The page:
The objective of the present study is to survey and reexamine the various records of the species of Grateloupia in Korea, in an attempt to produce a useful taxonomic guide to future studies on the Korean Grateloupia. During the course of the study, we determined rbcL haplotypes of the Grateloupia species in Korea and confirmed the occurrence of eight species from among the 19 species in the catalogue of Korean marine algae (Lee and Kang 2001). We also reconstructed phylogenetic trees of 77 rbcL sequences from Grateloupia including 42 previously published sequences and compared sequences divergence within each species analyzed.
Description of habitat, location and date of collection for 34 specimens used in this study can be found in Table 1. Voucher specimens are deposited in the Chungnam National University Herbarium, Daejeon, Korea.
Genomic DNA was extracted from approximately 5 mg of dried thalli ground in liquid nitrogen with Plant Mini Kit (Invitek, Berlin-Buch, Germany), according to the manufacturer’s instructions. The plastid rbcL region was amplified using primers F7-R753 and F645-RrbcS start and sequenced using primers F7, F645, R753, and RrbcS start (Freshwater and Rueness 1994; Lin et al. 2001; Gavio and Fredericq 2002). PCR amplification was performed from a total volume of 25 μL, containing 0.5 U TaKaRa Ex TaqTM DNA polymerase (TaKaRa Shuzo Co., Tokyo, Japan), 2.5 mM of each dNTP, 2.5 μL of the 10X Ex TaqTM Buffer (Mg2+ free), 2 mM MgCl2, 10 pmol of each primer and 1-10 ng template DNA. PCR reaction was carried out with an initial denaturation at 94°C for 10 min, followed by 35 cycles of amplification (denaturation at 94°C for 30 s, annealing at 50°C for 30 s and extension at 72°C for 2 min) with a final extension at 72°C for 10 min. PCR products were purified with High Pure PCR Product Purification Kit (Roche, Mannheim, Germany) before direct sequencing. The sequences of the forward and reverse strands were determined for all taxa using an ABI PRISMTM 377 DNA Sequencer (Applied Biosystems, Foster City, CA, USA) at the Research Center, Chungnam National University, Daejon, Korea. The electropherogram output for each specimen was edited using the program Sequence Navigator® v. 1.0.1 (Applied Biosystems). The alignment was based on the alignment of the inferred amino acid sequence, and this was refined visually.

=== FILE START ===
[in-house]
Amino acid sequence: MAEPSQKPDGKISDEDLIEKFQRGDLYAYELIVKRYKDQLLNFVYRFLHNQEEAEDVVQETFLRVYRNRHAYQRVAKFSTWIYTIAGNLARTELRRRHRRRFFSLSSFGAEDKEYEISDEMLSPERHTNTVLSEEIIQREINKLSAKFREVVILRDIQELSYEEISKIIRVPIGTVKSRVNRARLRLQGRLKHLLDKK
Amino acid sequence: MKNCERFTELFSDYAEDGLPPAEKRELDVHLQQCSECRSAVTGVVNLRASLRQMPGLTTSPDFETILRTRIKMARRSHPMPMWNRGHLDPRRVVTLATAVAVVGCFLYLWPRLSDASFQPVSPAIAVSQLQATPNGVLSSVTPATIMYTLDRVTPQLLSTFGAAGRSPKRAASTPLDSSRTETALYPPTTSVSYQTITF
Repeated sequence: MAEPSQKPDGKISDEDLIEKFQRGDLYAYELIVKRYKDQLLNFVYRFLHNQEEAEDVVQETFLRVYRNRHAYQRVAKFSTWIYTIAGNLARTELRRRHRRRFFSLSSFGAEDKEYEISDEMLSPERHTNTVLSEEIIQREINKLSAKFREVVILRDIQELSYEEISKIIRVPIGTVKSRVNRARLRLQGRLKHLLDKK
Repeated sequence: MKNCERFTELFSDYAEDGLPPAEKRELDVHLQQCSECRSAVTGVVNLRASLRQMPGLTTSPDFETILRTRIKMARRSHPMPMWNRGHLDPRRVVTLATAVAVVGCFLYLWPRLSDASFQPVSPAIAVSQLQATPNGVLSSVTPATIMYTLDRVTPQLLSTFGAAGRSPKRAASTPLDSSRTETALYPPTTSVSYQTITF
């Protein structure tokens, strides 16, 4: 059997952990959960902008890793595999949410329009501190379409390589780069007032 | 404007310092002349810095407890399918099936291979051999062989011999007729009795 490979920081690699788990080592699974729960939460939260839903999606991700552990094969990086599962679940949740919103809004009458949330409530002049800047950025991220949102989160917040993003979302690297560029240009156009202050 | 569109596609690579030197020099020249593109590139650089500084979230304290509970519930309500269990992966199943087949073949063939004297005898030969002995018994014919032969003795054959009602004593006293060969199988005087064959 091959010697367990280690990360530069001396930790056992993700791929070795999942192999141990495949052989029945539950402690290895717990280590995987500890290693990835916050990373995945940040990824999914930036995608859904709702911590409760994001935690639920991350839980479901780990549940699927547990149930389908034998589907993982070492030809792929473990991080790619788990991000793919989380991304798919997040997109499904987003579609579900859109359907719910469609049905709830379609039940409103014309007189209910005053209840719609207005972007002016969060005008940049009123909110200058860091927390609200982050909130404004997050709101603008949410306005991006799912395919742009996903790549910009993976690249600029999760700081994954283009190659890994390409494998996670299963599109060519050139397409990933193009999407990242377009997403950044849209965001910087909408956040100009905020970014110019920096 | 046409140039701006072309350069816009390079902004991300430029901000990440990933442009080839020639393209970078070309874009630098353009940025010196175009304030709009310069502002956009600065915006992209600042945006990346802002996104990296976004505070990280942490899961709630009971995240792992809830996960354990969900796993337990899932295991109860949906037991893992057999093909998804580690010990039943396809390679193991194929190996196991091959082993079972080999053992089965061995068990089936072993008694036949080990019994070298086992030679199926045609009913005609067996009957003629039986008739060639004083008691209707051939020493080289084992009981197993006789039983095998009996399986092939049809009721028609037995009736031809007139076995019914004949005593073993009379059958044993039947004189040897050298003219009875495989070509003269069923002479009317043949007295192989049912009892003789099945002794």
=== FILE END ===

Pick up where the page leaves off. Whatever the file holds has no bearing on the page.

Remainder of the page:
We used Kimura’s two-parameter model to calculate the pairwise distances between the rbcL sequences and identified the same sequences as identical haplotypes.